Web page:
This body of work will argue strongly that when it comes to a binary choice between screen reading and paper reading, is it worth the cost of the book or pamphlet necessary for students to achieve maximum potential in the education system?
This theory is supported by empirical and objective scientific evidence carried out by Professor Virginia Clinton. She is a leading expert in the field of health and behaviour at the University of North Dakota, USA. Professor Clinton brought together the findings of 33 past studies which were carried out between 2008 and 2018, therefore the findings are very contemporary. The subjects used for the investigation were both adults and children, all were native English speakers and had the usual reading skills for their age.
The examination revealed no major differences in reading speed when comparing screen and paper reading. However, data evidence did demonstrate a higher level of understanding and comprehension in favour of the printed text. In plain speak, evidence revealed paper reading to be far more ‘efficient’. It is important to note that these advantages are associated with ‘expository’ texts, this is information used to describe or explain something, for example an explanatory essay which is composed to clarify certain facts or ideas that students are required to learn from. This study exposed no discernible difference when it comes to ‘narrative’ text -ie: fiction.
Analysis also revealed that paper readers have greater recognition of how well they have understood a text, compared to screen readers. This skill is known by academics as ‘metacognition’. The word ‘cognition’ means the mental action of increasing knowledge and understanding. Therefore, ‘metacognition’ means the ability to analyse one’s own thinking. Professor Clinton discovered during her research, that screen readers have a tendency to believe that they understand a text better than they actually do. Therefore, they are more likely to overestimate their ability to do well when tested on any of the materials that they have read and studied. It should be noted that over confidence is an affliction that all readers suffer from. Yet, this inflated sense of ability and understanding is especially common amongst screen readers.
Why students don’t read as well on screens as from printed text is a fascinating question. Some experts argue that the flicker and glare of screens taxes the brain more and the constant temptation to digress, in the form of clicking on a link in order to multi-task is an obvious distraction. This is not a problem when reading from print. Furthermore, digital readers spend more time scanning for key words, rather than actually processing what they are reading. It is important to recognise that internet advertising and marketing is intended to suck potential consumers into rabbit holes, where a ‘group of ferrets’ can entice potential customers with products and services of all kinds. By the way ‘group of ferrets’ means a ‘business’. A survey revealed that 67% of students believe that they can successfully multi-task whilst screen reading, compared to only 41% of print readers. Surely when studying, it would be preferable to concentrate on the matter at hand only, rejecting all other distractions and focusing the mind.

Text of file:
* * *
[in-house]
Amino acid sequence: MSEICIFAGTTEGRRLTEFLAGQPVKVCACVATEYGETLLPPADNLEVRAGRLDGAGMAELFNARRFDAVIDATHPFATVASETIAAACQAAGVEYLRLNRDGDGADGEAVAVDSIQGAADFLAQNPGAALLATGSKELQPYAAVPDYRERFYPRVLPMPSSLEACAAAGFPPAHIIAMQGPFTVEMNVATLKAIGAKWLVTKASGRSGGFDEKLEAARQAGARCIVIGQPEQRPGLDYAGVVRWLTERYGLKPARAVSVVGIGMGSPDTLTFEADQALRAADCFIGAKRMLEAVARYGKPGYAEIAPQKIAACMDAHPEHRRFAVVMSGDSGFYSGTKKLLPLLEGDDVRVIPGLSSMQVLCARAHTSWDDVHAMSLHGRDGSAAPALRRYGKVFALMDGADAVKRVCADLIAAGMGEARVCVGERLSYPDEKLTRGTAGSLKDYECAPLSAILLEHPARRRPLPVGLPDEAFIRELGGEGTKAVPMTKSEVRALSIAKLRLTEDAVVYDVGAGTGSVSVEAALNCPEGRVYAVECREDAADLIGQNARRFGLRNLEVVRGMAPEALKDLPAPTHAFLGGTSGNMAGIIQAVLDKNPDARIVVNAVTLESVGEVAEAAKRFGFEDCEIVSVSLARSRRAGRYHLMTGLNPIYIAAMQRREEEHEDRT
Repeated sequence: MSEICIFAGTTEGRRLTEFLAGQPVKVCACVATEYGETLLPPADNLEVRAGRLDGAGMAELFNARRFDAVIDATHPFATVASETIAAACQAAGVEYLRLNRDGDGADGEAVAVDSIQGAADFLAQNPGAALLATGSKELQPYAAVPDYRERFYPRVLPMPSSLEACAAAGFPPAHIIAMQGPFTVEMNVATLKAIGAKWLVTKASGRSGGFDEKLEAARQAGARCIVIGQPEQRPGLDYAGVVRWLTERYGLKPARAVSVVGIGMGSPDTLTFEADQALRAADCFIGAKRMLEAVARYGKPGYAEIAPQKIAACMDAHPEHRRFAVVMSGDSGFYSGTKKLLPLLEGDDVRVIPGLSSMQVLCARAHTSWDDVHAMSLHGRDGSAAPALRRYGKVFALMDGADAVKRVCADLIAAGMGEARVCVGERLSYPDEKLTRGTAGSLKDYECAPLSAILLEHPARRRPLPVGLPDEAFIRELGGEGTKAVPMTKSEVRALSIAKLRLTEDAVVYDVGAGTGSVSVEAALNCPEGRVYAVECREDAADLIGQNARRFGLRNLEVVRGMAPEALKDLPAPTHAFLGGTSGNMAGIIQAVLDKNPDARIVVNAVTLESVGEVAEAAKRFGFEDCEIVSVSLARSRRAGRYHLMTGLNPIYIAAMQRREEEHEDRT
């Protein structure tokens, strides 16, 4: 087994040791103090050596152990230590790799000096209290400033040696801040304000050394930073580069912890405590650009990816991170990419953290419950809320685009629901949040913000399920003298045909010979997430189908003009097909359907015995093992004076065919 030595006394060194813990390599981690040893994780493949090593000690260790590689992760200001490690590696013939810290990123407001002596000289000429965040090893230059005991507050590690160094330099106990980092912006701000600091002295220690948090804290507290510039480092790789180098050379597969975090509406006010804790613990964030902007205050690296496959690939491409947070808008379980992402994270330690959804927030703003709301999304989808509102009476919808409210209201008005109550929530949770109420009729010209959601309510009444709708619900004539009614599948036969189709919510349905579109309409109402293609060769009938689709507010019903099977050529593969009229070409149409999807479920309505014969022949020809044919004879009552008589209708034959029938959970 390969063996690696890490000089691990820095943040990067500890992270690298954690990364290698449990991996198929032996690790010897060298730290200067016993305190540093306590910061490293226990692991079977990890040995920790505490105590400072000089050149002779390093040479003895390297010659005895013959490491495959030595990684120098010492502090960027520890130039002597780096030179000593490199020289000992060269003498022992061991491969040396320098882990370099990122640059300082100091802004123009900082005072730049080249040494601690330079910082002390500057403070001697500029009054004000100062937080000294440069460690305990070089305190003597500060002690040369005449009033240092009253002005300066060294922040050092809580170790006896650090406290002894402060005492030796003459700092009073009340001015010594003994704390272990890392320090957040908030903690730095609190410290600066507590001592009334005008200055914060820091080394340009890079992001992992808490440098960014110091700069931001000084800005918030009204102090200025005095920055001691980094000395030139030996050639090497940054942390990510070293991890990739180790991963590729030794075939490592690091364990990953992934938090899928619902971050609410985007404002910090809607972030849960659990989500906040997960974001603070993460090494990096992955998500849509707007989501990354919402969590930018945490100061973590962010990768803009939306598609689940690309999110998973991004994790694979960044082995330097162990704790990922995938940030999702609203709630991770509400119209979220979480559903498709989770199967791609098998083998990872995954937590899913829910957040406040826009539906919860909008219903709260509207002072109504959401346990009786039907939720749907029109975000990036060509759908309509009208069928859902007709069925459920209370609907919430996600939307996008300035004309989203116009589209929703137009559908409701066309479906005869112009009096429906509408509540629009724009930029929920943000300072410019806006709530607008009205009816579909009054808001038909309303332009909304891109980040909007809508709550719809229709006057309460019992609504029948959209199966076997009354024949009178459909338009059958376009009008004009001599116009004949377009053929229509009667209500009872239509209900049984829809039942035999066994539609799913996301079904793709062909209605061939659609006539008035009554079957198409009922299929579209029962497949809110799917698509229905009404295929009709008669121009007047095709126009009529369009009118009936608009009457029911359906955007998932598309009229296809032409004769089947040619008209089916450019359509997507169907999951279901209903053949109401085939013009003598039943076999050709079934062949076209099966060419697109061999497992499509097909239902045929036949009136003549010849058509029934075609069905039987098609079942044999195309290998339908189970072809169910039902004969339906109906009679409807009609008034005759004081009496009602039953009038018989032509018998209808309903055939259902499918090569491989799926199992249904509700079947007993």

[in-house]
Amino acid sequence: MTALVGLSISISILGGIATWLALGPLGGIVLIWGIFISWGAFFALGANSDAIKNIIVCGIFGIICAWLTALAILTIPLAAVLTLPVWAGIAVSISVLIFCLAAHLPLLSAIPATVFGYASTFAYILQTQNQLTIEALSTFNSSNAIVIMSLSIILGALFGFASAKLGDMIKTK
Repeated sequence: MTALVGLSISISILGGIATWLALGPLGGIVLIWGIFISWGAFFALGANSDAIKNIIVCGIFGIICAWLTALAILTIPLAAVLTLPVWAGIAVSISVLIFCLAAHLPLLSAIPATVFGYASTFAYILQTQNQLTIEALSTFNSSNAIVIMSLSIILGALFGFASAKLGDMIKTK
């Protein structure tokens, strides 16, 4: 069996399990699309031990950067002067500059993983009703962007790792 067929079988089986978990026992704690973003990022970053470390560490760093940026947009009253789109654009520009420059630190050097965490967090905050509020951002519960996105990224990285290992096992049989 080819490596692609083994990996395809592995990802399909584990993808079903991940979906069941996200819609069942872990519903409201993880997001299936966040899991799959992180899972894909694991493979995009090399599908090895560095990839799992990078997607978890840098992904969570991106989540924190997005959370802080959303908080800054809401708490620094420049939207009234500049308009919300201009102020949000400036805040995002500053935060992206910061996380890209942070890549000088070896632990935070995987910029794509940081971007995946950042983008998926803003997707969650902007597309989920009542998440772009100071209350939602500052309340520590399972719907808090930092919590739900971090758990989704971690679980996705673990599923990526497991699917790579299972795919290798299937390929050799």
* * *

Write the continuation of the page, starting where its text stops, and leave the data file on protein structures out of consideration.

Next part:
There is great emphasis on the importance of students getting enough sleep, in order to succeed. When you are winding down for the night, reading from a screen is not recommended. Studies show that the blue light from the screen can have a negative effect on a student’s Melatonin levels, also on their Circadian Rhythm, which makes it harder to fall asleep and leads to grogginess when awaking. However, when it comes to reading from print the opposite effect occurs. The engagement and brain activity, has the consequence of helping a student relax and settle into a beneficial sleep cycle. So, if you are hoping for a good night’s sleep, stick with print.
Students who have books and other printed informational texts at home are likely to score higher in academic tests. Scientists believe this effect is related to the tactile sensation of holding a printed product in their hands. This is especially true for those from disadvantaged backgrounds. Researchers believe that being in possession of the printed text encourages younger people to read multiple times as the product is constantly at hand. They are also more likely to discuss their findings and conclusions with parents and/or siblings and create discussion and debate.
Finally, Professor Clinton’s analysis is backed up by two other major academic investigations. One by scholars at the University of Maryland USA in 2017 and another by scholars in Israel and Spain in 2018. Therefore, I conclude after careful research and analysis that in order to develop greater reading comprehension, critical thinking skills and deeper levels of understanding, it is vital that the relationship between Print and Education be continued and invested in. This I believe will benefit the younger generation and society in general.
Simon Jones 23rd December 2020